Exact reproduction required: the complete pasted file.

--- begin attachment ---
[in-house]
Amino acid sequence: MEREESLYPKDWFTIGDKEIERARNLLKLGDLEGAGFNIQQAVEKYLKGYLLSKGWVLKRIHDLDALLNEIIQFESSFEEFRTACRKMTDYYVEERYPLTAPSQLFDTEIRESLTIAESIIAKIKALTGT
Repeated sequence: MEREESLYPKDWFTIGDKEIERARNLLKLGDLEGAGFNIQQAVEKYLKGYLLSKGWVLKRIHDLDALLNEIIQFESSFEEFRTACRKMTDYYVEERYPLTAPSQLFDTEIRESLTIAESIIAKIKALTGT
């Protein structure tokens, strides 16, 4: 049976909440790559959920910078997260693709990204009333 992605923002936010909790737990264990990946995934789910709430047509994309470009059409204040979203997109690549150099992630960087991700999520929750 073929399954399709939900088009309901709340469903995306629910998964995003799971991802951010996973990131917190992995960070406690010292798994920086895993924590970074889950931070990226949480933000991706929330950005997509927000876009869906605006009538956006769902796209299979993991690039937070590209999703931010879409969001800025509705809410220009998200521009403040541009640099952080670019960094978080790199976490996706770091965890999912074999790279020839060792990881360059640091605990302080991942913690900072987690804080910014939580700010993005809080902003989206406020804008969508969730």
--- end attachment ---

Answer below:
[in-house]
Amino acid sequence: MEREESLYPKDWFTIGDKEIERARNLLKLGDLEGAGFNIQQAVEKYLKGYLLSKGWVLKRIHDLDALLNEIIQFESSFEEFRTACRKMTDYYVEERYPLTAPSQLFDTEIRESLTIAESIIAKIKALTGT
Repeated sequence: MEREESLYPKDWFTIGDKEIERARNLLKLGDLEGAGFNIQQAVEKYLKGYLLSKGWVLKRIHDLDALLNEIIQFESSFEEFRTACRKMTDYYVEERYPLTAPSQLFDTEIRESLTIAESIIAKIKALTGT
């Protein structure tokens, strides 16, 4: 049976909440790559959920910078997260693709990204009333 992605923002936010909790737990264990990946995934789910709430047509994309470009059409204040979203997109690549150099992630960087991700999520929750 073929399954399709939900088009309901709340469903995306629910998964995003799971991802951010996973990131917190992995960070406690010292798994920086895993924590970074889950931070990226949480933000991706929330950005997509927000876009869906605006009538956006769902796209299979993991690039937070590209999703931010879409969001800025509705809410220009998200521009403040541009640099952080670019960094978080790199976490996706770091965890999912074999790279020839060792990881360059640091605990302080991942913690900072987690804080910014939580700010993005809080902003989206406020804008969508969730």